Halloween is more than a month away, but we’re already hearing about vampires.
Last week, reports that vampire bats bit a man in Central Texas sent shivers down more than a few spines. The attack, as first reported by KSAT in San Antonio, allegedly took place during a hunting trip in Johnson City. The man said he and his friends were set upon in their sleep by the creatures, that bite their prey and then lick the blood from the wounds.
And what reporter can resist a good vampire bat story?
I know I can’t.
So, smelling blood, I started making some phone calls. The man who said he was bitten did not return requests for comment, but I did hear from Ron Van Den Bussche.
He’s a professor of zoology at Oklahoma State University, and what he told me punched some holes in the story.
“My first reaction is … they’re not vampire bats. It’s a hoax,” Van Den Bussche said.
Contrary to the claim of that news report, vampire bats are not a “somewhat regular” occurrence in Texas, according to Van Den Bussche. In fact, the species that reportedly attacked the camper has never been spotted in the U.S.Ivan Castro-Arellano, a professor of Biology.
“Right now in Texas the animals are not present. I mean we’re absolutely certain about that. There are no vampire bats here in Texas,” he said.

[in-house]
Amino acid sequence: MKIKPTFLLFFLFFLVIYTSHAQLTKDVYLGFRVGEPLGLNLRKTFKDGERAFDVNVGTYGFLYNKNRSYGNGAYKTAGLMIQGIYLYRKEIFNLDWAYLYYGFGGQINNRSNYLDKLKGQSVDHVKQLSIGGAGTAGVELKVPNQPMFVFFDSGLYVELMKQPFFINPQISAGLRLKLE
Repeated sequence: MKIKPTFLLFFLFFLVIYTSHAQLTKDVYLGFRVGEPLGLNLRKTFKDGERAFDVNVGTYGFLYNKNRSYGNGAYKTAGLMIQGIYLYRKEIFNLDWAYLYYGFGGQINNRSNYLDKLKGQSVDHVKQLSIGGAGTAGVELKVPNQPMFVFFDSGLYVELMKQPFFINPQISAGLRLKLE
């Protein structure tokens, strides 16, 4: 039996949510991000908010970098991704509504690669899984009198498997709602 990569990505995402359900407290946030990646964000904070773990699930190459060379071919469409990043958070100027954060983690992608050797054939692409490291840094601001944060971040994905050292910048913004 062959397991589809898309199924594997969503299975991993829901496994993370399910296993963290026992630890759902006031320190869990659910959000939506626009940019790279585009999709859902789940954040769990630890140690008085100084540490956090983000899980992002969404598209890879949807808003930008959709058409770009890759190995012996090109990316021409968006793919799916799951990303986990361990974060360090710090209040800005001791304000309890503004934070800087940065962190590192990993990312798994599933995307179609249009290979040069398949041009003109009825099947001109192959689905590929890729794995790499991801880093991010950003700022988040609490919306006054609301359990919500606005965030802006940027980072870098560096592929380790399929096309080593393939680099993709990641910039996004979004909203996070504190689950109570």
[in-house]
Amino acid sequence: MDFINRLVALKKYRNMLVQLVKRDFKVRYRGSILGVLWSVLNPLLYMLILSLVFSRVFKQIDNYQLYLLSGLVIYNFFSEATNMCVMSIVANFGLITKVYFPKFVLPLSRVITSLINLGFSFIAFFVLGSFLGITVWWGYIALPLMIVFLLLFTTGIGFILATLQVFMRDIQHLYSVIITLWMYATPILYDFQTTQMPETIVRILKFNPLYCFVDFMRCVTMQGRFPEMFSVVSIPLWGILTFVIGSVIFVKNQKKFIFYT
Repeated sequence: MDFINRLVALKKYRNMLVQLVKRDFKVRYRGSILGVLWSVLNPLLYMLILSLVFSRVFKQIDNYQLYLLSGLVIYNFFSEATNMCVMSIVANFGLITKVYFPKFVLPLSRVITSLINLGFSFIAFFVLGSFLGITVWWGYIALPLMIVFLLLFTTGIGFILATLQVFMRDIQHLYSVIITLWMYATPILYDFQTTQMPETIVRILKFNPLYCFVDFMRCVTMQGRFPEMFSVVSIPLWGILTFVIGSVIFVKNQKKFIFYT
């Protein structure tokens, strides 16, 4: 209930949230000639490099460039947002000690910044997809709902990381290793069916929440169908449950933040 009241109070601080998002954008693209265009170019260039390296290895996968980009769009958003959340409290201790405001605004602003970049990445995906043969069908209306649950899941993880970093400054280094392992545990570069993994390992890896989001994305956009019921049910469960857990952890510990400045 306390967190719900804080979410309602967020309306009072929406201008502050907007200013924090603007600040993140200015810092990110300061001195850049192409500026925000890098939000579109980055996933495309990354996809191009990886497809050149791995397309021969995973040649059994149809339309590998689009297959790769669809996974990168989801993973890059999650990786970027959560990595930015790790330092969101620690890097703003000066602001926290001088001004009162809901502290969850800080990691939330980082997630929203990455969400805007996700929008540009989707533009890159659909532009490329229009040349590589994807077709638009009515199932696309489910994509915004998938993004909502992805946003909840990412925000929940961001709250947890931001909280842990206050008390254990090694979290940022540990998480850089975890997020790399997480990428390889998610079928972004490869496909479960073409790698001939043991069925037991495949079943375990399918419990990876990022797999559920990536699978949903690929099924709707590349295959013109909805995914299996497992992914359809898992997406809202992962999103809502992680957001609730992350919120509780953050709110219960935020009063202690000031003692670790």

I was beginning to get the picture: there are no vampire bats in Texas. And no vampire bats means no vampire bat story.
At least for now.
“If they advance into Texas, its going to be a very slow and gradual process,” Castro-Arellano added.
A Looming Bat Invasion?
It turns out there’s a chance that vampire bats might, some day, make it to Texas. If they do, it will be because of something that could be more terrifying than tales of the undead: climate change.
“These animals are essentially very restricted by low temperatures. They cannot survive below ten degrees centigrade,” Castro-Arellano says.
But if some climate change models are correct, and Texas warms up, he believes that vampire bats could slowly spread their range into Texas from Mexico.
Since this is science and not fairly tales, there’s still a lot of debate over if and when that will happen.
“That previous study looked at a flat temperature increase, but our study looks at differences in temperature from month to month, it includes amounts of precipitation and how that differs month to month,” says Dana Lee, back in Oklahoma.
Lee is a graduate student at Oklahoma State who worked with Ron Van Den Bussche on a different study. Their work shows the bats may never cross into the U.S., even with climate change.
While the two groups of researchers don’t see eye-to-eye on the likelihood of a bat invasion, they agree that if bats do creep north, they will do so incrementally.
“One year you will see one incident in Brownsville or McAllen, then the next year you will see something in Victoria, Texas or even something further south. So it will be a slow advance,” says Castro-Arellano.
The researchers also agree that the subject demands further research because of the bats’ potential threat to the economy. Contrary to the report of the man being bitten, the creatures prefer to feed on cattle.
That could be a horror story for Texas ranching.